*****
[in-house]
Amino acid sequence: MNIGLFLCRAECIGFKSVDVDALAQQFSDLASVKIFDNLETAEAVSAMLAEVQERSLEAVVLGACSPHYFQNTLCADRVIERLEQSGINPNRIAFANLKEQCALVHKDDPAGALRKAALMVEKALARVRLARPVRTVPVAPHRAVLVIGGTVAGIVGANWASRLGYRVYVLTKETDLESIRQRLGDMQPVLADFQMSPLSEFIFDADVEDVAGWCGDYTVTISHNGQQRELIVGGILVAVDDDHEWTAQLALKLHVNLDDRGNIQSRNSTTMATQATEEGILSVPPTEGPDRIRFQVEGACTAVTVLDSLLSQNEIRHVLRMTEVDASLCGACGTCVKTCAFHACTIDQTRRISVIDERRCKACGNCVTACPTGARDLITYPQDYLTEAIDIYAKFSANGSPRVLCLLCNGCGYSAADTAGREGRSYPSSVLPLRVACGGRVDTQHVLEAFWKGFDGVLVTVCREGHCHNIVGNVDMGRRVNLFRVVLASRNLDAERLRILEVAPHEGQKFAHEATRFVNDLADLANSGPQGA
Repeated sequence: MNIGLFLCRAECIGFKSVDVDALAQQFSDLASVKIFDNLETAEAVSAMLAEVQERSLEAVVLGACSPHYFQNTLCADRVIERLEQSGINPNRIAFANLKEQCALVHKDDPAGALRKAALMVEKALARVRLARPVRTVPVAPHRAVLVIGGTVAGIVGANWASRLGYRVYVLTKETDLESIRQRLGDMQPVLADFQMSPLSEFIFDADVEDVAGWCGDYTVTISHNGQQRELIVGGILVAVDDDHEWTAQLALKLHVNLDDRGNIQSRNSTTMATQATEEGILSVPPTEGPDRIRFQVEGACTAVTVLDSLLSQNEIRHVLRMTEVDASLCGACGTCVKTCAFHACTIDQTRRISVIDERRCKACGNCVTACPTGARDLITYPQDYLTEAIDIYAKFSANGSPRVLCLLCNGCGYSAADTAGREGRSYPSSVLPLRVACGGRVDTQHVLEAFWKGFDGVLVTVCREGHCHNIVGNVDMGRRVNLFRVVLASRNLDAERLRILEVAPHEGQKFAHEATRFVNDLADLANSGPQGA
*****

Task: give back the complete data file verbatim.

[in-house]
Amino acid sequence: MNIGLFLCRAECIGFKSVDVDALAQQFSDLASVKIFDNLETAEAVSAMLAEVQERSLEAVVLGACSPHYFQNTLCADRVIERLEQSGINPNRIAFANLKEQCALVHKDDPAGALRKAALMVEKALARVRLARPVRTVPVAPHRAVLVIGGTVAGIVGANWASRLGYRVYVLTKETDLESIRQRLGDMQPVLADFQMSPLSEFIFDADVEDVAGWCGDYTVTISHNGQQRELIVGGILVAVDDDHEWTAQLALKLHVNLDDRGNIQSRNSTTMATQATEEGILSVPPTEGPDRIRFQVEGACTAVTVLDSLLSQNEIRHVLRMTEVDASLCGACGTCVKTCAFHACTIDQTRRISVIDERRCKACGNCVTACPTGARDLITYPQDYLTEAIDIYAKFSANGSPRVLCLLCNGCGYSAADTAGREGRSYPSSVLPLRVACGGRVDTQHVLEAFWKGFDGVLVTVCREGHCHNIVGNVDMGRRVNLFRVVLASRNLDAERLRILEVAPHEGQKFAHEATRFVNDLADLANSGPQGA
Repeated sequence: MNIGLFLCRAECIGFKSVDVDALAQQFSDLASVKIFDNLETAEAVSAMLAEVQERSLEAVVLGACSPHYFQNTLCADRVIERLEQSGINPNRIAFANLKEQCALVHKDDPAGALRKAALMVEKALARVRLARPVRTVPVAPHRAVLVIGGTVAGIVGANWASRLGYRVYVLTKETDLESIRQRLGDMQPVLADFQMSPLSEFIFDADVEDVAGWCGDYTVTISHNGQQRELIVGGILVAVDDDHEWTAQLALKLHVNLDDRGNIQSRNSTTMATQATEEGILSVPPTEGPDRIRFQVEGACTAVTVLDSLLSQNEIRHVLRMTEVDASLCGACGTCVKTCAFHACTIDQTRRISVIDERRCKACGNCVTACPTGARDLITYPQDYLTEAIDIYAKFSANGSPRVLCLLCNGCGYSAADTAGREGRSYPSSVLPLRVACGGRVDTQHVLEAFWKGFDGVLVTVCREGHCHNIVGNVDMGRRVNLFRVVLASRNLDAERLRILEVAPHEGQKFAHEATRFVNDLADLANSGPQGA